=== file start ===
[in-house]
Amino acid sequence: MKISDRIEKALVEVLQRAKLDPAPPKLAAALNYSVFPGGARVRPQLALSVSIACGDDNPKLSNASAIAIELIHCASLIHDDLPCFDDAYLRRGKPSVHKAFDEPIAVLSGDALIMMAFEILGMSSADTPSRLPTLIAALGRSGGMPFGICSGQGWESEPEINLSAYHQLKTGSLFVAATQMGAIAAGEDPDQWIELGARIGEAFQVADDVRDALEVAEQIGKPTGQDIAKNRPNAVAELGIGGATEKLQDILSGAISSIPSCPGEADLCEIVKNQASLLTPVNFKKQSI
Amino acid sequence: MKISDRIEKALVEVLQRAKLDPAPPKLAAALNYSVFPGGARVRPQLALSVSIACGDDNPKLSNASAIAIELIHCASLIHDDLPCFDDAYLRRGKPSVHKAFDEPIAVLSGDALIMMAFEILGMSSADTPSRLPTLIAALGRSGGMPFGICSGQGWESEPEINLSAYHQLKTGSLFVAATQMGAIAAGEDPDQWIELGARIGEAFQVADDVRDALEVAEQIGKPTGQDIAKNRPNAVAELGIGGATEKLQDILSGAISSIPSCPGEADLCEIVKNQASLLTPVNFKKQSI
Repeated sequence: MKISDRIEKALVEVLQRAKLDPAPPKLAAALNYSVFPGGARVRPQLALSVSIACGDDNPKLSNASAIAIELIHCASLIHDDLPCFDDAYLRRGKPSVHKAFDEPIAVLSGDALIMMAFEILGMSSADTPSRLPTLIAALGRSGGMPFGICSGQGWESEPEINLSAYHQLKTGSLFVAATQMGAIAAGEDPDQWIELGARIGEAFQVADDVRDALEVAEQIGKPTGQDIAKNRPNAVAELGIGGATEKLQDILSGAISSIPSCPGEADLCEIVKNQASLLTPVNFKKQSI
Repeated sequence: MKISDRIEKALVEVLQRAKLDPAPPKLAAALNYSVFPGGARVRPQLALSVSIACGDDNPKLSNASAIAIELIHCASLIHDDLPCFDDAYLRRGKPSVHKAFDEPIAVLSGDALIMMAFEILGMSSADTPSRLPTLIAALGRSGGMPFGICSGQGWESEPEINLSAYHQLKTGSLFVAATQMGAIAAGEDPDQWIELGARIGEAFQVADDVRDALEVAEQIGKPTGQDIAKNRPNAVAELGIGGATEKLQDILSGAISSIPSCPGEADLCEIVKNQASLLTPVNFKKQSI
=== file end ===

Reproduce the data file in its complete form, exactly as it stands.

[in-house]
Amino acid sequence: MKISDRIEKALVEVLQRAKLDPAPPKLAAALNYSVFPGGARVRPQLALSVSIACGDDNPKLSNASAIAIELIHCASLIHDDLPCFDDAYLRRGKPSVHKAFDEPIAVLSGDALIMMAFEILGMSSADTPSRLPTLIAALGRSGGMPFGICSGQGWESEPEINLSAYHQLKTGSLFVAATQMGAIAAGEDPDQWIELGARIGEAFQVADDVRDALEVAEQIGKPTGQDIAKNRPNAVAELGIGGATEKLQDILSGAISSIPSCPGEADLCEIVKNQASLLTPVNFKKQSI
Amino acid sequence: MKISDRIEKALVEVLQRAKLDPAPPKLAAALNYSVFPGGARVRPQLALSVSIACGDDNPKLSNASAIAIELIHCASLIHDDLPCFDDAYLRRGKPSVHKAFDEPIAVLSGDALIMMAFEILGMSSADTPSRLPTLIAALGRSGGMPFGICSGQGWESEPEINLSAYHQLKTGSLFVAATQMGAIAAGEDPDQWIELGARIGEAFQVADDVRDALEVAEQIGKPTGQDIAKNRPNAVAELGIGGATEKLQDILSGAISSIPSCPGEADLCEIVKNQASLLTPVNFKKQSI
Repeated sequence: MKISDRIEKALVEVLQRAKLDPAPPKLAAALNYSVFPGGARVRPQLALSVSIACGDDNPKLSNASAIAIELIHCASLIHDDLPCFDDAYLRRGKPSVHKAFDEPIAVLSGDALIMMAFEILGMSSADTPSRLPTLIAALGRSGGMPFGICSGQGWESEPEINLSAYHQLKTGSLFVAATQMGAIAAGEDPDQWIELGARIGEAFQVADDVRDALEVAEQIGKPTGQDIAKNRPNAVAELGIGGATEKLQDILSGAISSIPSCPGEADLCEIVKNQASLLTPVNFKKQSI
Repeated sequence: MKISDRIEKALVEVLQRAKLDPAPPKLAAALNYSVFPGGARVRPQLALSVSIACGDDNPKLSNASAIAIELIHCASLIHDDLPCFDDAYLRRGKPSVHKAFDEPIAVLSGDALIMMAFEILGMSSADTPSRLPTLIAALGRSGGMPFGICSGQGWESEPEINLSAYHQLKTGSLFVAATQMGAIAAGEDPDQWIELGARIGEAFQVADDVRDALEVAEQIGKPTGQDIAKNRPNAVAELGIGGATEKLQDILSGAISSIPSCPGEADLCEIVKNQASLLTPVNFKKQSI